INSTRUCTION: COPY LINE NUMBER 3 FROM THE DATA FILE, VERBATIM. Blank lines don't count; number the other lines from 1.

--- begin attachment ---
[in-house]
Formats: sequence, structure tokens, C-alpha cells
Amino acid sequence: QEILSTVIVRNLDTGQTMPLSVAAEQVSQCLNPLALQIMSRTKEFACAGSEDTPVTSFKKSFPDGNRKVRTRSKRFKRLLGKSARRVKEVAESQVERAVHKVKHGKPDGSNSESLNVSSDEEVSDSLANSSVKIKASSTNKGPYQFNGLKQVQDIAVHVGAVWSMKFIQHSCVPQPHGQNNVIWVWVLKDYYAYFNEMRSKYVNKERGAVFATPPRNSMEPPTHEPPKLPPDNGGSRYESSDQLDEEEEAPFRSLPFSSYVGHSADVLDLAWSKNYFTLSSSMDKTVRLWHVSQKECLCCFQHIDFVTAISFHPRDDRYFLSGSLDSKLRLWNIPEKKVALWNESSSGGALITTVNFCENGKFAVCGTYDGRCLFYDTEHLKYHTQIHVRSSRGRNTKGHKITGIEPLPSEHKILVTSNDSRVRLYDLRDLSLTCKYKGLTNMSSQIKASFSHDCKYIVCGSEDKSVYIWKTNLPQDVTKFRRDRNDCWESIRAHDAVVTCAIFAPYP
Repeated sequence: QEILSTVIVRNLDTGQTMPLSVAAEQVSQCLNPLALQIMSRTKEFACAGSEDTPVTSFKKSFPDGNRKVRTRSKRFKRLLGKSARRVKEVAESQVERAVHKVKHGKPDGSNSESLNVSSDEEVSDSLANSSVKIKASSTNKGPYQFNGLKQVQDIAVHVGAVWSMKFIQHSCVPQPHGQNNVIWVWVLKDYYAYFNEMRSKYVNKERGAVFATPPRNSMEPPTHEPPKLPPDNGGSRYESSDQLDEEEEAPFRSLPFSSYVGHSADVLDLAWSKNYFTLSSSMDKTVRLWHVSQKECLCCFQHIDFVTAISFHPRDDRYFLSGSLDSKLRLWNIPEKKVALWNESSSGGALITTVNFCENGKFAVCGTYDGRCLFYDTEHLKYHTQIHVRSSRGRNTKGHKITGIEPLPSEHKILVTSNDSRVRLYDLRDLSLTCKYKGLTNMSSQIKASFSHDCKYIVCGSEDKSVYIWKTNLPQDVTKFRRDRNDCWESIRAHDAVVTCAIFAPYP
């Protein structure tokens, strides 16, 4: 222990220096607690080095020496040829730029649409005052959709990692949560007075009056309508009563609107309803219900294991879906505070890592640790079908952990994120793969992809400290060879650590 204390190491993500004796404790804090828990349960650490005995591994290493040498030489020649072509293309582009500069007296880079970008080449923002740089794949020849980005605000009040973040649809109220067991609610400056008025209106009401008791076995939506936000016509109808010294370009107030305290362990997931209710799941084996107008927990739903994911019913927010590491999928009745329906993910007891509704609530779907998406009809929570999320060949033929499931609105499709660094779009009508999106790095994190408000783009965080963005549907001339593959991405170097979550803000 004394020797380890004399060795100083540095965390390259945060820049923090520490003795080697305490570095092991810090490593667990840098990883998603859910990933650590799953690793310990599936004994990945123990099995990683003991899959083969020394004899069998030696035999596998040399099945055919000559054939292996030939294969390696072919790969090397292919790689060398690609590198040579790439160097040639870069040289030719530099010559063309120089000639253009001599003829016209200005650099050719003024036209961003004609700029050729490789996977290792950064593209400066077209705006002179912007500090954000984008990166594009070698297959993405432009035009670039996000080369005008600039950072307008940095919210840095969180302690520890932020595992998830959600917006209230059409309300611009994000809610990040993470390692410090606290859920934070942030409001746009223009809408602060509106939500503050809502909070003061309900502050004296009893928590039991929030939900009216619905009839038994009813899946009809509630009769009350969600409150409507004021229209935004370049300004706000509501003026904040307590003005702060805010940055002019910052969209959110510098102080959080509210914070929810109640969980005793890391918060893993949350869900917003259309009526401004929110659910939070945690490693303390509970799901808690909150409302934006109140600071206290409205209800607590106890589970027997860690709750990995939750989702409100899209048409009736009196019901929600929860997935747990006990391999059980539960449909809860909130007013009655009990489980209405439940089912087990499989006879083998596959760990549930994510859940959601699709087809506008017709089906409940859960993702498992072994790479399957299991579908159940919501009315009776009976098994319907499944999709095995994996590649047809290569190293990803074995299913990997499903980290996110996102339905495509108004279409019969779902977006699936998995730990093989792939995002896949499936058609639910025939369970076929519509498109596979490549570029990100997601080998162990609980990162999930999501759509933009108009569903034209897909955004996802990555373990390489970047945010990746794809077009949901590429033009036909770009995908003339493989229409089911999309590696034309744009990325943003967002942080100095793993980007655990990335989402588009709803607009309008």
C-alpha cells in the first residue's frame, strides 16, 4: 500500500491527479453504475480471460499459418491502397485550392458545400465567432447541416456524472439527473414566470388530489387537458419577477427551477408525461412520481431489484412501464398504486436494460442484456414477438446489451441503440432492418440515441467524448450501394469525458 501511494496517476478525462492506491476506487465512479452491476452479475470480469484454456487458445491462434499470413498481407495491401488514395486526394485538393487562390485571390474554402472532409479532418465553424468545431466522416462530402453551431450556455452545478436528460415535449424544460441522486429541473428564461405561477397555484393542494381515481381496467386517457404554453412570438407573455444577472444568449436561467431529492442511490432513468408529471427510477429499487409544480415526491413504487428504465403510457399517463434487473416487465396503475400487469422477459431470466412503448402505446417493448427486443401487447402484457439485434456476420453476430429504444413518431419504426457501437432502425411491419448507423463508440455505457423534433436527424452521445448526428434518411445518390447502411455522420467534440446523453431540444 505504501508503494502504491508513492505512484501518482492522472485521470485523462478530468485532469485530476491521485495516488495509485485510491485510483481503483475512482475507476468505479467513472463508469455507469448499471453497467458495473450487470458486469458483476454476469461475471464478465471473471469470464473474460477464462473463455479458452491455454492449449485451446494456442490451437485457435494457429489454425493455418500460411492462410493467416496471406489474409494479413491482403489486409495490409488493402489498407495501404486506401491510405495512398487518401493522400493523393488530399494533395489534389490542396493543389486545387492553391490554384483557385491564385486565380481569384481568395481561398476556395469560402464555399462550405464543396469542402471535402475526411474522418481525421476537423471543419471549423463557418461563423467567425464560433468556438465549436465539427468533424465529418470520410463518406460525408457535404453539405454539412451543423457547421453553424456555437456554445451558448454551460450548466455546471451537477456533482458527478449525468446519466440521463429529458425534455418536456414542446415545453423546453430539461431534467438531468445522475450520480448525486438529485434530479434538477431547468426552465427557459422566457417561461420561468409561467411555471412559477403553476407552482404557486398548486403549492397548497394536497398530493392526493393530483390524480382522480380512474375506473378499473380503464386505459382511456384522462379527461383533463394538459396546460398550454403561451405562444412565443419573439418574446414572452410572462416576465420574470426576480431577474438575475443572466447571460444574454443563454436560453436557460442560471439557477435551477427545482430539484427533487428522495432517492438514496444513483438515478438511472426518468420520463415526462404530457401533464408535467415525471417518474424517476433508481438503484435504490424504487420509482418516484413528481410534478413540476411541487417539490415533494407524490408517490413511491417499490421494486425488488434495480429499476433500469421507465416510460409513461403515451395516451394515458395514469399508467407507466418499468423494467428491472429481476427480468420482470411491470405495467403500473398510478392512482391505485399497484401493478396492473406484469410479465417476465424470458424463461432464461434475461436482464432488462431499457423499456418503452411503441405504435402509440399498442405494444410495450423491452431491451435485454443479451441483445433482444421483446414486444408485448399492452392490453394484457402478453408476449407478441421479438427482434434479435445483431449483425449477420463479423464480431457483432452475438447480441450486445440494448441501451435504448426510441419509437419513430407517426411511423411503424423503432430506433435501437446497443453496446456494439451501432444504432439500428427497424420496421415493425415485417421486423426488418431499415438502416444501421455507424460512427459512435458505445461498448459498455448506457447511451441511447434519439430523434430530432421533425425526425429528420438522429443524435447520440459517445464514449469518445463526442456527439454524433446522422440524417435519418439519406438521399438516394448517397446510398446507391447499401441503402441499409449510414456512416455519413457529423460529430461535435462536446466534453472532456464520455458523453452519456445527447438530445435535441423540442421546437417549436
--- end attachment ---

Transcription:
Amino acid sequence: QEILSTVIVRNLDTGQTMPLSVAAEQVSQCLNPLALQIMSRTKEFACAGSEDTPVTSFKKSFPDGNRKVRTRSKRFKRLLGKSARRVKEVAESQVERAVHKVKHGKPDGSNSESLNVSSDEEVSDSLANSSVKIKASSTNKGPYQFNGLKQVQDIAVHVGAVWSMKFIQHSCVPQPHGQNNVIWVWVLKDYYAYFNEMRSKYVNKERGAVFATPPRNSMEPPTHEPPKLPPDNGGSRYESSDQLDEEEEAPFRSLPFSSYVGHSADVLDLAWSKNYFTLSSSMDKTVRLWHVSQKECLCCFQHIDFVTAISFHPRDDRYFLSGSLDSKLRLWNIPEKKVALWNESSSGGALITTVNFCENGKFAVCGTYDGRCLFYDTEHLKYHTQIHVRSSRGRNTKGHKITGIEPLPSEHKILVTSNDSRVRLYDLRDLSLTCKYKGLTNMSSQIKASFSHDCKYIVCGSEDKSVYIWKTNLPQDVTKFRRDRNDCWESIRAHDAVVTCAIFAPYP